The Committee on Defence and Internal Affairs has indicated that the Uganda Prisons Service (UPS) requires Shs79.973 billion to cater for outstanding arrears for prisoners’ feeding accrued by Financial Year 2023/2024.
Committee chairperson Hon. Wilson Kajwengye, said this while presenting a report on the National Budget Framework Paper for Financial Year 2024/2025, before the Budget Committee of Parliament on Wednesday, 17 January 2024.
According to the committee report, the daily average of 81,729 prisoners is fed at Shs5,000 per prisoner per day, including food from prison farms.
“A supplementary budget of Shs79 billion was provided to take care of arrears that stood at Shs158.94 billion as at Financial Year 2022/23, hence leaving a shortfall of Shs79.943 billion.
Hon. Martin Ojara Mapenduzi (Indep., Bardege-Layibi Division) tasked the committee to provide information on how much food UPS produces from their farms.
He noted that in response to a 2022 food crisis in Karamoja sub-region, the UPS and Uganda Peoples’ Defence Forces were given money to scale up food security.
“In 2022, Uganda Prisons was given 19,200 acres of land on Aswa Ranch. It would be good for the Chairperson to inform us on how much Prisons was able to use from this land and the money that was given to them,” Ojara Mapenduzi said.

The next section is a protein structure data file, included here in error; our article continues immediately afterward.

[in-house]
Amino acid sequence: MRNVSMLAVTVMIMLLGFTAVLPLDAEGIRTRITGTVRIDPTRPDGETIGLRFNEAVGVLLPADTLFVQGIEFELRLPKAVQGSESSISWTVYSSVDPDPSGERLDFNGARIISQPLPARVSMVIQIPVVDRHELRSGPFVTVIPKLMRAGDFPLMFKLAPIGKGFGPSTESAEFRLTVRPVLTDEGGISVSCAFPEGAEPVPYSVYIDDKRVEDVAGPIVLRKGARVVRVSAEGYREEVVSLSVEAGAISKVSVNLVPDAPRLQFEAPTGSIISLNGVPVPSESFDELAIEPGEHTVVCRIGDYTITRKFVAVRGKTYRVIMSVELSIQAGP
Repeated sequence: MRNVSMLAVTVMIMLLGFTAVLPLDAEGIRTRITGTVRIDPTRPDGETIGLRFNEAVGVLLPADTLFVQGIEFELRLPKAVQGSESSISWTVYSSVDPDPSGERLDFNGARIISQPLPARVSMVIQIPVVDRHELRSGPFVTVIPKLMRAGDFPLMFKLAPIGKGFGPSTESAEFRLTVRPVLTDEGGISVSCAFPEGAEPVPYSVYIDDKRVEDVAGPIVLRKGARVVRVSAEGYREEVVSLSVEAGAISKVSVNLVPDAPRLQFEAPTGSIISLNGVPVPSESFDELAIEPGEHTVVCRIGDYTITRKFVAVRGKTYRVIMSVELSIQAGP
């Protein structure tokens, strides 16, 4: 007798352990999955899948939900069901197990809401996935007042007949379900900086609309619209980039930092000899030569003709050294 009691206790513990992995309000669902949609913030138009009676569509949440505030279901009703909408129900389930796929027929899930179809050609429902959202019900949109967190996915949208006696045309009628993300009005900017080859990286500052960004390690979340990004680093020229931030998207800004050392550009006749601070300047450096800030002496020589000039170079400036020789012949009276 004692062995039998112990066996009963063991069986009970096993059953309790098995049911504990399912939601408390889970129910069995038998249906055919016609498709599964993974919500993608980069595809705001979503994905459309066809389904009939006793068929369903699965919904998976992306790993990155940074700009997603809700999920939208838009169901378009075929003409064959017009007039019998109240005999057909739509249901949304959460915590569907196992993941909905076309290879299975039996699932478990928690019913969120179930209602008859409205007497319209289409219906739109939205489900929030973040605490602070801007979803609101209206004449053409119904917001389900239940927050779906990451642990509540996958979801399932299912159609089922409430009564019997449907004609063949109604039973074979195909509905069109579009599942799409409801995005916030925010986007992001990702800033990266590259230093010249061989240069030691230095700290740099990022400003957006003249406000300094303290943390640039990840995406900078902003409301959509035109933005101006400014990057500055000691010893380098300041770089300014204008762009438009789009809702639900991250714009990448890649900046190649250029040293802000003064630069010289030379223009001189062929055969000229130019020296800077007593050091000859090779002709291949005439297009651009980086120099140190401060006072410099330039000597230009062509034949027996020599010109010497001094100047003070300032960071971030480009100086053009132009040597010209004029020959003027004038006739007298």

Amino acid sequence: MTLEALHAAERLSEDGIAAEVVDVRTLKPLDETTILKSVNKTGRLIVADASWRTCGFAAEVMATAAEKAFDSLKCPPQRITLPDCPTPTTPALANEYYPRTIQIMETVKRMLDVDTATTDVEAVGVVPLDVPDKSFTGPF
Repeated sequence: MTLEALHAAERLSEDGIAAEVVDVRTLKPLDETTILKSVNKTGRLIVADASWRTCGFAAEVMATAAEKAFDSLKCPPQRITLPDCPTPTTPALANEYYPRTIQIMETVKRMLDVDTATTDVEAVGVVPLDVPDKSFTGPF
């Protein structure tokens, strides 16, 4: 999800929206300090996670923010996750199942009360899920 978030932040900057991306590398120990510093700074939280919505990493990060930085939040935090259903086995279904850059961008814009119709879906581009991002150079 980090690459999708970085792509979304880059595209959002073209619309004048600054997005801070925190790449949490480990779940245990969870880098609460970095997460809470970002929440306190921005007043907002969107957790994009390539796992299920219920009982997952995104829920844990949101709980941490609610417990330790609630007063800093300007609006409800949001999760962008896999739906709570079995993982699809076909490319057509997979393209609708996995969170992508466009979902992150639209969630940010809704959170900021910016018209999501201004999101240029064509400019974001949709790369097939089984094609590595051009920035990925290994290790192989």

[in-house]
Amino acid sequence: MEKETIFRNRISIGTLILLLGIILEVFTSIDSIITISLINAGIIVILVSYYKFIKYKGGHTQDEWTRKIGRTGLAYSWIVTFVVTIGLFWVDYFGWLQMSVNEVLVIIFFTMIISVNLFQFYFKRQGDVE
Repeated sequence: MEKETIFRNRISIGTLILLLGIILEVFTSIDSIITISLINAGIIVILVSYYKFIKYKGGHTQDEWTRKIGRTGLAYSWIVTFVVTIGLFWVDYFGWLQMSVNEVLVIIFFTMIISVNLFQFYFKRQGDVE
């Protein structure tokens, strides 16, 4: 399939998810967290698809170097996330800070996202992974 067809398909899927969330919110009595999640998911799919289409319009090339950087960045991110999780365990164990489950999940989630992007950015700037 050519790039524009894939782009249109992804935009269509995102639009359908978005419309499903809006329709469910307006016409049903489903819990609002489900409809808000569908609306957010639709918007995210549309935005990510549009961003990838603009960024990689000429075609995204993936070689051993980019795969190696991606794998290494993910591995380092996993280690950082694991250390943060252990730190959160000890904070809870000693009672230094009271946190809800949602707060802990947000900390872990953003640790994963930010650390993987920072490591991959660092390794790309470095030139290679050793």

He also noted that Uganda Media Centre reported that the Uganda Prisons was utilising only 5,000 acres of the 45,000 acres owned at Lugore Prison Farm in Gulu District, saying the land is not being put to good use.
Legislators also queried the need to establish more prisons’ facilities across the country.
According to the committee report, a recommendation was made for prioritisation of funding worth Shs18 billion for the construction of mini-max prison in Mbarara District, to check on the congestion at prison facilities.
Kajwengye said that by January 2024, the prisoner population stood at 77,316, yet Uganda Prisons has an approved capacity of 20,996, implying that 56,320 prisoners are in excess of the approved capacity.
He attributed the congestion in Uganda’s prisons to delayed justice from the Judiciary and slow pace in increasing the holding capacity of prisons.
“There is need to enhance access to justice through prisons’ alignment to courts of law and timely production of prisoners to court by procuring transport machinery, among others,” Kajwengye said.
Hon. Dicksons Kateshumbwa (NRM, Sheema Municipality) noted a need to examine how much of the congestion is attributed to delayed justice before setting up new prison facilities.
“We have people who have gone to prison on remand and stayed beyond the time for which they were sentenced. There must be action to make sure people are out of prison if they do not need to be there,” Kateshumbwa said.
Hon. Ronald Kanyike (NUP, Bukoto County East) recommended that there ought to be a funding component to support refresher courses for Police officers.
“Police officers need capacity building to improve their investigations which will in turn check on the rising numbers of the arrested individuals in prisons,” Kanyike said.